‘Since’ used as a conjunction
When since is used as a conjunction, it joins a main clause and a subordinate clause. Since comes at the beginning of the subordinate clause.
- Mike has been promoted twice since he joined the company.
(main clause = ‘Mike has been promoted twice’; subordinate clause = ‘he joined the company’)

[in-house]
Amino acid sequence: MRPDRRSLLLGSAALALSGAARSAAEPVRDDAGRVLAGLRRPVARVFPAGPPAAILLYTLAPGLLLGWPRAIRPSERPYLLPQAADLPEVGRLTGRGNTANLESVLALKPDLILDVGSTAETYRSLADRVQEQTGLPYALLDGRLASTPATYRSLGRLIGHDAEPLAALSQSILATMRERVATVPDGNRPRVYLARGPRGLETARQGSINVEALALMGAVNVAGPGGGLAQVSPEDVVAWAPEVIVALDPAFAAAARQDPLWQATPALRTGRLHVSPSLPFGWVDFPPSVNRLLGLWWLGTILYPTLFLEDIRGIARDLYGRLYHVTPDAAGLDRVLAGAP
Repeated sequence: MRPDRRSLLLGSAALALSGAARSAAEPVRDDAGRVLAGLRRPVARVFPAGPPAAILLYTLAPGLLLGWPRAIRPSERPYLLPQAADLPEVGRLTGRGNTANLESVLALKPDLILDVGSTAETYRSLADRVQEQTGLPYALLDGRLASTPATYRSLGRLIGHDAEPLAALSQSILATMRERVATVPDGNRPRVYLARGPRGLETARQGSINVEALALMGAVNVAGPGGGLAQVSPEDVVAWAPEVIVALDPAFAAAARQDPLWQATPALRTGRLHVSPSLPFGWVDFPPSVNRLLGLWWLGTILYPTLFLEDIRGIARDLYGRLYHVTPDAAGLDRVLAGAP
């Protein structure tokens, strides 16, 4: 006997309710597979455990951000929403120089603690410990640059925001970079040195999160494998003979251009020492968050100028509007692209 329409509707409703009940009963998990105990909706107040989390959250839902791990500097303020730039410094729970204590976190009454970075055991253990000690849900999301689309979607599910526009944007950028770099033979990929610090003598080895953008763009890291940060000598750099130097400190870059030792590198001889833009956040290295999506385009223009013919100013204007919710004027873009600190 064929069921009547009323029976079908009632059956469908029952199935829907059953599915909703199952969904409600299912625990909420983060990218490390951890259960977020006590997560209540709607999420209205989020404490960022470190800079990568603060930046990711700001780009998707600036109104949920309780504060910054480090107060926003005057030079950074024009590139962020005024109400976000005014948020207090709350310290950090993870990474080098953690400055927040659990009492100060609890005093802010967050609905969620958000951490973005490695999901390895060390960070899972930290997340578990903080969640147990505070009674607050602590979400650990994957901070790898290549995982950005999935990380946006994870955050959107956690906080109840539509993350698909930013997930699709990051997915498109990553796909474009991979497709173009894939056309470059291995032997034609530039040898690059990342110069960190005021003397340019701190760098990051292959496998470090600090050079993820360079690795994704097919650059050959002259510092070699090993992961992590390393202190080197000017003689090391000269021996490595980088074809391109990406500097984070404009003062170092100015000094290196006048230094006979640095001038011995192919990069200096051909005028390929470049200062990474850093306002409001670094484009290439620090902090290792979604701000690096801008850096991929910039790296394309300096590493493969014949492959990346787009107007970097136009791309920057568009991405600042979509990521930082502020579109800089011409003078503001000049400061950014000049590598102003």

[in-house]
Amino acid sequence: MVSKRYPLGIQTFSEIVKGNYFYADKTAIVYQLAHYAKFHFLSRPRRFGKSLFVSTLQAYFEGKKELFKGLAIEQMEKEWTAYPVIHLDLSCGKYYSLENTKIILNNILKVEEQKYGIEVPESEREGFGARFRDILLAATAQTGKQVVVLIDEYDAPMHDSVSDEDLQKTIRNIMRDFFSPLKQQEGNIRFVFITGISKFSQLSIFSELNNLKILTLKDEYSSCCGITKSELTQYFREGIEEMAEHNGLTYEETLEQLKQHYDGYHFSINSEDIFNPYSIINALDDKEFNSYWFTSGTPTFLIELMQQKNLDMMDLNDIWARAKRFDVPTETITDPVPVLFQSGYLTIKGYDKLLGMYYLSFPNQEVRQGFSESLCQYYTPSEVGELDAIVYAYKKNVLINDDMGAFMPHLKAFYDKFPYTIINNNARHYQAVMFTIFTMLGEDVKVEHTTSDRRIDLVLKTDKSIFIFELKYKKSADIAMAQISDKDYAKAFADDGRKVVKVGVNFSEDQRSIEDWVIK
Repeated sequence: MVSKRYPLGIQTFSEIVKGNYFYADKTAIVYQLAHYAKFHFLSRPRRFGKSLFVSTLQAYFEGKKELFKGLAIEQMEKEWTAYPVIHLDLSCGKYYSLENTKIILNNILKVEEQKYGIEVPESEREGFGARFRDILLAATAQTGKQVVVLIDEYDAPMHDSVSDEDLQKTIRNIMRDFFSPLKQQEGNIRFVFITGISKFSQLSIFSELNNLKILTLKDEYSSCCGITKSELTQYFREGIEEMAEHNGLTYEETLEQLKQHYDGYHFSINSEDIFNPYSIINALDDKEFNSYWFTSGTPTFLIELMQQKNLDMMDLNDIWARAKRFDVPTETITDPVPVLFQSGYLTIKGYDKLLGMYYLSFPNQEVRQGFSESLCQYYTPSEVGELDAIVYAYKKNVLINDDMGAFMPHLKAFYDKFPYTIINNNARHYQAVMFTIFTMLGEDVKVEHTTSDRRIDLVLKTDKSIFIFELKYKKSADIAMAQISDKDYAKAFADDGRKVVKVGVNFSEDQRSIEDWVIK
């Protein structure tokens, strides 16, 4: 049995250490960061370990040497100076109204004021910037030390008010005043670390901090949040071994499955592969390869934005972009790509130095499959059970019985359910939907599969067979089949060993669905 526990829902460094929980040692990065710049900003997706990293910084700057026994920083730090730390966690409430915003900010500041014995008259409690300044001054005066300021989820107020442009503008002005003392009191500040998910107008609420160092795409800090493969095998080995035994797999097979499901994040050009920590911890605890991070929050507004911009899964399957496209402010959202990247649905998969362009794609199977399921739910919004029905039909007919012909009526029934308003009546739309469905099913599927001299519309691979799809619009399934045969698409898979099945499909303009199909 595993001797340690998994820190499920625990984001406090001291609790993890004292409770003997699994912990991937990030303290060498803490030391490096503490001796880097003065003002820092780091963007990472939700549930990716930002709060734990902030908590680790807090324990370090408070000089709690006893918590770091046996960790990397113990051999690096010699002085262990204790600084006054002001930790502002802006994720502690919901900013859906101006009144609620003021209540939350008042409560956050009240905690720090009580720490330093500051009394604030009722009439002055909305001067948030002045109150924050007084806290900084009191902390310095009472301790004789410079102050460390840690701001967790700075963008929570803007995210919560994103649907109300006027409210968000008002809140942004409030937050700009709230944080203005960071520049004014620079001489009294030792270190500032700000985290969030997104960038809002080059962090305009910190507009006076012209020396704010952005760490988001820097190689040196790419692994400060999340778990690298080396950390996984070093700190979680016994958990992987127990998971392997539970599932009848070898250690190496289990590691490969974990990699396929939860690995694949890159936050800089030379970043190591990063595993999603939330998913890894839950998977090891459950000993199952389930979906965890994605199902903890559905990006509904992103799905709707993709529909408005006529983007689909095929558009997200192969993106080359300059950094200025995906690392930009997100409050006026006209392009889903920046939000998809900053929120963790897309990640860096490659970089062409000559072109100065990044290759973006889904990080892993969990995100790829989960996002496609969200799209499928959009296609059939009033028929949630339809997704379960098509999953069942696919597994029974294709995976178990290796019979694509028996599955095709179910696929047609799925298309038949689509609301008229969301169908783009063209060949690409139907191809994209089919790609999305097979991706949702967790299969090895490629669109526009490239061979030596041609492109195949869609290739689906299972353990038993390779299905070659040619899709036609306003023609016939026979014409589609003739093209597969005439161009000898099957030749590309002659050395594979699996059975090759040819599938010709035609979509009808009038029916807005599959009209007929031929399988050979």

- I’ve been very busy since I started my new job.
Since can also mean because or as:
- I think I’ll stay home and watch a film, since it’s raining.
- Since the plane’s going to be an hour late, let’s go and get some coffee.
See examples of since used as a preposition or adverb.